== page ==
As someone who was very content with a portable black and white television until I was thirty-two (well, the news is the same in any colour), I never thought that I would someday find myself reviewing a television programme. However, one recent series had me captured for all eight of its weekly episodes; not just because it was a slow burning ‘whodunit’ type of mystery story, but even more so because of the magnifying glass it held over the emotions of a small community deeply affected by the death of one of its children. I refer, of course, to Broadchurch.
The writer of Broadchurch, Chris Chibnall (who has also written several episodes of Dr Who), has stated that he never intended it to be a murder-mystery suspense story, but had wanted to look closely at how the murder of a child has the capacity to stir up the whole spectrum of human emotions within a close-knit community. Well, my own take on the situation is that he managed the feat of pulling off both aspects with considerable acclaim.
Repeating the plot here is superfluous for anyone who saw the series, and I have no intention of spoiling it for anyone who did not and may wish to find out what they have been missing by other means. What I will comment on is how the story started with the anguish of a child’s death, and went on to evoke scenes of grief, numbness, shock, bewilderment, panic, anxiety, suspicion, envy, passion, anger, depression, doubt, compassion, betrayal, resentment, hatred, ambivalence, confusion, indecision, trust, mistrust, rage, bitterness, pity and forgiveness. The whole gamut of human emotions was entwined throughout the plot, as they weaved their way from character to character like the threads of an invisible spider, until everyone was captured within its sticky web of sentiment and sensation. The 19th century English novelist Thomas Hardy would have been proud. Set against the backdrop of his native Dorset, Broadchurch was a 21st century mix of all the human passions stirred up by Hardy’s books such as Jude the Obscure and the Woodlanders.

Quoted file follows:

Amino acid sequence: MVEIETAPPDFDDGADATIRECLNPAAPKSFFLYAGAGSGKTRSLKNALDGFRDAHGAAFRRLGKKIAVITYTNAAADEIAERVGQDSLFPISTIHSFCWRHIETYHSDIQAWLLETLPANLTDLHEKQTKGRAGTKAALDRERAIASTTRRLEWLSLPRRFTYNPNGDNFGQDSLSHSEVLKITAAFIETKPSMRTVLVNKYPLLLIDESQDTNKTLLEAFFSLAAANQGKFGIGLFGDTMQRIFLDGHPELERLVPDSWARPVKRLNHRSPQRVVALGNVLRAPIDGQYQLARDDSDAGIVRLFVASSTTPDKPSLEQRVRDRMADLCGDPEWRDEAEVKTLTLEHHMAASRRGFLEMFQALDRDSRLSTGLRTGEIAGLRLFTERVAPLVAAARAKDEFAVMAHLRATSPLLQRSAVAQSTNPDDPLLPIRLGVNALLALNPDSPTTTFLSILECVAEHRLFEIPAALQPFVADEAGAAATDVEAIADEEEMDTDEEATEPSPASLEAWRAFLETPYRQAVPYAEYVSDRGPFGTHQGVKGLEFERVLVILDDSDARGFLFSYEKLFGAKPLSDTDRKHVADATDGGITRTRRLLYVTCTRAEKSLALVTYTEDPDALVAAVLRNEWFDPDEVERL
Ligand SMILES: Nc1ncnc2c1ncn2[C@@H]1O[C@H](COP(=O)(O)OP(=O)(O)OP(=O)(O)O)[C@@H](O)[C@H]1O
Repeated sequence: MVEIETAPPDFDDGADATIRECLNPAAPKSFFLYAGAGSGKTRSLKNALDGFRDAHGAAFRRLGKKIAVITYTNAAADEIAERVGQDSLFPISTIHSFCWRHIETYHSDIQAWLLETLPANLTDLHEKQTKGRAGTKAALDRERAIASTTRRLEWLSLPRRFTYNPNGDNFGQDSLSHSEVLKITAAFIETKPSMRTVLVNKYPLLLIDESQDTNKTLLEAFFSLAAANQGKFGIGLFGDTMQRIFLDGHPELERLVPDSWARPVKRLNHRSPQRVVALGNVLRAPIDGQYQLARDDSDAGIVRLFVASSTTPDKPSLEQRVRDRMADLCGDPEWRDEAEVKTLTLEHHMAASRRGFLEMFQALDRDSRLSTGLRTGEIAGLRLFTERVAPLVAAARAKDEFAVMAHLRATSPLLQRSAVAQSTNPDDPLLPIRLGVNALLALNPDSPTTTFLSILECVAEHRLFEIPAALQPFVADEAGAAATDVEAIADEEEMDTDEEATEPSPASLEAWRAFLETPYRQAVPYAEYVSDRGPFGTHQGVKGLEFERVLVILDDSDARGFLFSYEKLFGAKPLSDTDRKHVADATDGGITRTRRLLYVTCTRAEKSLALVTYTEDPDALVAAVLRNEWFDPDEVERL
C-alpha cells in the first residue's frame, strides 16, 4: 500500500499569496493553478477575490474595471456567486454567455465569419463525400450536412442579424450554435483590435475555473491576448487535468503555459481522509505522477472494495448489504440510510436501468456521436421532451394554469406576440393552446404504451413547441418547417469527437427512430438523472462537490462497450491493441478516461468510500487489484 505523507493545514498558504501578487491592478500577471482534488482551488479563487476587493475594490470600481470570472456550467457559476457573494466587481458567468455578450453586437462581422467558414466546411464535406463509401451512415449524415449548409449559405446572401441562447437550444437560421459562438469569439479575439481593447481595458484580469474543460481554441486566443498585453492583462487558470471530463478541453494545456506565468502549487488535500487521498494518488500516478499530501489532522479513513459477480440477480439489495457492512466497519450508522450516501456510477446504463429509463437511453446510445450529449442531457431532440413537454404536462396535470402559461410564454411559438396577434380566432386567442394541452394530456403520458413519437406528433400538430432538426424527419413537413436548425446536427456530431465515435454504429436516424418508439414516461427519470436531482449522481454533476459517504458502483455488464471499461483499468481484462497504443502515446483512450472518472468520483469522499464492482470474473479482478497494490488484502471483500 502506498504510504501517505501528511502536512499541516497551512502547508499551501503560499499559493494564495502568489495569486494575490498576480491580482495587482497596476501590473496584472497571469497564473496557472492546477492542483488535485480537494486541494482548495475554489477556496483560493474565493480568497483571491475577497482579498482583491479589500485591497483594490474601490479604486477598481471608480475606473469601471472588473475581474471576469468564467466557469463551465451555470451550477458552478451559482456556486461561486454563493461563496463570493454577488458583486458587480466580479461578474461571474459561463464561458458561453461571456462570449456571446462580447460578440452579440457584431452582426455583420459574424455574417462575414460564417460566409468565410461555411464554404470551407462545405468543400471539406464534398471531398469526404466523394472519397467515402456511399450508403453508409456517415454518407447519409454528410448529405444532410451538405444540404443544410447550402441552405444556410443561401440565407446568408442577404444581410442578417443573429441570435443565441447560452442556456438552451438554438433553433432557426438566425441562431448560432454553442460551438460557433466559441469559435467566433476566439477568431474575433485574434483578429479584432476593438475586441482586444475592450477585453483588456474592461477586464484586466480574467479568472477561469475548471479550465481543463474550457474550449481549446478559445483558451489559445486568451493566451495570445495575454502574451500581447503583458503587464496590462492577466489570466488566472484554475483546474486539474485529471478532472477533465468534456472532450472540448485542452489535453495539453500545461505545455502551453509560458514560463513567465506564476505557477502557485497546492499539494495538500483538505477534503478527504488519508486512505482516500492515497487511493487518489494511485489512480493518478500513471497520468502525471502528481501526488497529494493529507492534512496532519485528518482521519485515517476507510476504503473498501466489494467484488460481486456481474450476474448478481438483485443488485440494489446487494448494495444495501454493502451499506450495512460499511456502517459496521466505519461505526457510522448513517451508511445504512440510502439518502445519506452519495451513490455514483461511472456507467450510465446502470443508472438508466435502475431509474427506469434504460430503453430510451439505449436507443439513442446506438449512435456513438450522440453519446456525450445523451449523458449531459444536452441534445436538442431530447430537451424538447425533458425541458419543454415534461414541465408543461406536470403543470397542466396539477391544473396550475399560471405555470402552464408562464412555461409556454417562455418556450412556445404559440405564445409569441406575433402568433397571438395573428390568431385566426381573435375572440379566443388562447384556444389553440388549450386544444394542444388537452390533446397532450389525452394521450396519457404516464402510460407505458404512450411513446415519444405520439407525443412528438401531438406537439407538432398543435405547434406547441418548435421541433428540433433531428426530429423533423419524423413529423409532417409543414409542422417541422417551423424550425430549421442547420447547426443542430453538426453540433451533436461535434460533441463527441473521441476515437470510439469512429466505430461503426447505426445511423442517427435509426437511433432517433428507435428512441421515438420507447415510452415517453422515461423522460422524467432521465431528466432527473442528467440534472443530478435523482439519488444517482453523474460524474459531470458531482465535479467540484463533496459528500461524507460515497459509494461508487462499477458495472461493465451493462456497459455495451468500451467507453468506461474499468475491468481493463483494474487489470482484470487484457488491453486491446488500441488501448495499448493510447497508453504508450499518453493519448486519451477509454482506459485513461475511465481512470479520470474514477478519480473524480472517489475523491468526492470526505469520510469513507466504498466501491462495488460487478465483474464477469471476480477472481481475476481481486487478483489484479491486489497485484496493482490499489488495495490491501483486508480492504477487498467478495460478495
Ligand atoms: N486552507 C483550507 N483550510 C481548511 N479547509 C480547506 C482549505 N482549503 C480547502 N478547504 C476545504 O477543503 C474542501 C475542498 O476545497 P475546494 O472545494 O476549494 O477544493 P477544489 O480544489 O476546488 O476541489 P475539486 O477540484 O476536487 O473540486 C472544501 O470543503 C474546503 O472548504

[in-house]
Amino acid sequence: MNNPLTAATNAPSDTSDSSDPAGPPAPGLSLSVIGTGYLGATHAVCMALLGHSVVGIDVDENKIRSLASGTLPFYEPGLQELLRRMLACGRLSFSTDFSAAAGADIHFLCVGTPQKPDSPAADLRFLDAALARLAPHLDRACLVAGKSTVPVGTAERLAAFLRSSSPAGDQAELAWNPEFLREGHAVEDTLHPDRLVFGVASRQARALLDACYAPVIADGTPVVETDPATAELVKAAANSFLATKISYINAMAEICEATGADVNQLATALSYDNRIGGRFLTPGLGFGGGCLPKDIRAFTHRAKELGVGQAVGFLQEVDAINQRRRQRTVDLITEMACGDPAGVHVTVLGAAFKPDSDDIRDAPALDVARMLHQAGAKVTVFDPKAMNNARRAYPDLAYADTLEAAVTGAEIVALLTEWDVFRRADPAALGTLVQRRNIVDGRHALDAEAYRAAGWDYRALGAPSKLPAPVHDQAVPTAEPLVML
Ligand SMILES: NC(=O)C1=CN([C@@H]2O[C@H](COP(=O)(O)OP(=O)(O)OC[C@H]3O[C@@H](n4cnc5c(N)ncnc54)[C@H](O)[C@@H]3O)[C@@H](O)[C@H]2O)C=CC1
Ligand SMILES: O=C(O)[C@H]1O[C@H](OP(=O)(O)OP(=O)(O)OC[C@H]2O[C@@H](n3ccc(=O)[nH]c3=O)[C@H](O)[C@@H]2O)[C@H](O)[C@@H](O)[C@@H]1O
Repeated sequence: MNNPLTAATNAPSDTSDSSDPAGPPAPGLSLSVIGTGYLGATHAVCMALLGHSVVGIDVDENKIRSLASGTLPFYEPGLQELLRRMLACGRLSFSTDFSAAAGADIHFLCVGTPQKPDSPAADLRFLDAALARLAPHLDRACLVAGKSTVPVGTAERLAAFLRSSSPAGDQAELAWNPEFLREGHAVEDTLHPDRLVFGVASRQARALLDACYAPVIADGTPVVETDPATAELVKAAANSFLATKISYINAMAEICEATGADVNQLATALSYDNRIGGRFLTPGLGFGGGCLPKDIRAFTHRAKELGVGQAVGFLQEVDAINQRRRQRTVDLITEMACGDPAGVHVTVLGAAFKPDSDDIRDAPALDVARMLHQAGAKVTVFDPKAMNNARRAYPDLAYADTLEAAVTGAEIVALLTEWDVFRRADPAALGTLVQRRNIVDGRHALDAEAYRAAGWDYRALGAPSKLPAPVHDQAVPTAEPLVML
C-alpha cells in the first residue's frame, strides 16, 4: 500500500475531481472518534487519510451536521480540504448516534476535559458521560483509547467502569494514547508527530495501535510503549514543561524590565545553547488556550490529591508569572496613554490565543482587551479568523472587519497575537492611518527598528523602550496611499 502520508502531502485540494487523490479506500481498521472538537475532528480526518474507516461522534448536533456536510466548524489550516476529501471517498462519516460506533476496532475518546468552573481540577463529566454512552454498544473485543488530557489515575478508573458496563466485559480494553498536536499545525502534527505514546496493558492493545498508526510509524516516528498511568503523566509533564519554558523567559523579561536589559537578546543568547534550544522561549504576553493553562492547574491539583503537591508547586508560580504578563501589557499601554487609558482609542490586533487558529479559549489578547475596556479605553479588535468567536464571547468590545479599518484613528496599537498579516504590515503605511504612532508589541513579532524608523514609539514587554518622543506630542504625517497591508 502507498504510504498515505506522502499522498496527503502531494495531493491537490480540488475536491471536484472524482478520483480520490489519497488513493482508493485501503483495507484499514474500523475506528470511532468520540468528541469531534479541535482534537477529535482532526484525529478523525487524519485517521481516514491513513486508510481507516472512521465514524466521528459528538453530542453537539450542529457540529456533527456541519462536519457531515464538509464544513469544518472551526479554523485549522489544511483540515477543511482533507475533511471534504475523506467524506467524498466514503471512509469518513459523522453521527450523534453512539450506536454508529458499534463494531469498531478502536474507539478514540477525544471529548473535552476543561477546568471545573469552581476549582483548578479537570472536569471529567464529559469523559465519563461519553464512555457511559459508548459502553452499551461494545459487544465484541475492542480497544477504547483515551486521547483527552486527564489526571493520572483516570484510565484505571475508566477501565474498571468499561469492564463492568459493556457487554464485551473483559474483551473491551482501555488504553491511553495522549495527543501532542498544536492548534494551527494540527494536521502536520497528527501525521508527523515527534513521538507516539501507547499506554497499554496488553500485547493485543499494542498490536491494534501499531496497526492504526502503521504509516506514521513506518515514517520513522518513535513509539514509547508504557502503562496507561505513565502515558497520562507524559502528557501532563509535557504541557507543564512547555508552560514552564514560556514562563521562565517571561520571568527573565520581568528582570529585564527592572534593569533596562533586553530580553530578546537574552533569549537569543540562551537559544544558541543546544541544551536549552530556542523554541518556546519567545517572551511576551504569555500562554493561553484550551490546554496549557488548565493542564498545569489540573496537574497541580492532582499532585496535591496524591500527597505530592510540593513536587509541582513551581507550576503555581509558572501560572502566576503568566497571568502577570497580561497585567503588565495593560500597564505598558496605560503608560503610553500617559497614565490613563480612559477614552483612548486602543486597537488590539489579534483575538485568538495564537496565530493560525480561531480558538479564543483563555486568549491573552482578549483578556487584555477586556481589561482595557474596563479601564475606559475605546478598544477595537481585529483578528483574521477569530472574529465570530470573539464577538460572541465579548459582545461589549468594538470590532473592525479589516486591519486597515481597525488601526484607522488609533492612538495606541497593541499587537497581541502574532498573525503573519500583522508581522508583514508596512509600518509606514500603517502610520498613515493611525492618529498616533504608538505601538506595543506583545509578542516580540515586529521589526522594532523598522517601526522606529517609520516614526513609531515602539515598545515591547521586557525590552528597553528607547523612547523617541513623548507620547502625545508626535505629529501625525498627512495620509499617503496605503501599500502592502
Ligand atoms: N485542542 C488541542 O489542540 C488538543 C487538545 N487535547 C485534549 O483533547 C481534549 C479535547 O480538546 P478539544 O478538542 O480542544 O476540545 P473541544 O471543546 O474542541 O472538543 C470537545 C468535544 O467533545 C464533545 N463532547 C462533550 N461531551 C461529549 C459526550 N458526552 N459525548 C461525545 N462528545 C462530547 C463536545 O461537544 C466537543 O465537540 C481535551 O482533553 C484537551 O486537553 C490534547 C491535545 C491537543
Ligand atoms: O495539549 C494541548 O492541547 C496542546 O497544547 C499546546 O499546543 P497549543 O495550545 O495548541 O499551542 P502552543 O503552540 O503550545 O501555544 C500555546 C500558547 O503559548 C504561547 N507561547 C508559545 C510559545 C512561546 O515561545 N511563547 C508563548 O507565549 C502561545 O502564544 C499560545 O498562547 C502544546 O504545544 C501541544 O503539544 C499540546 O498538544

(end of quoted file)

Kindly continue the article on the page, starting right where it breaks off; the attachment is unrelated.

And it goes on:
However, for all of that, the one emotion standing out from all of the others was, for me, the ability for anguish to turn to forgiveness. We saw several examples when individual characters, once thrown upon the helter-skelter of distress, spun for a while in uncontrolled frenzy, only to be rescued by the soft landing of an overwhelming sense of forgiveness. Even the anger of the dead boy’s father turned to pity when finally confronted with the confused, emotional wreck that was the person responsible for the death of his son.
Forgiveness is a layered reaction and is given in degrees. In essence, ‘to forgive’ is to stop feeling angry or resentful towards someone for an offence or mistake. It is not synonymous with a state of unconditional love and trust; such feelings are entirely different. Forgiveness is more a state of neutrality and acceptance. As the 20th century psychiatrist, Thomas Szasz wrote, ‘The stupid neither forgive nor forget; the naïve forgive and forget; the wise forgive but do not forget’. Broadchurch held a mirror up to us all, and in so doing, reminded us that it is best to be wise.
First published in the Scunthorpe Telegraph, 2 May 2013
© Copyright Robert M Jaggs-Fowler 2013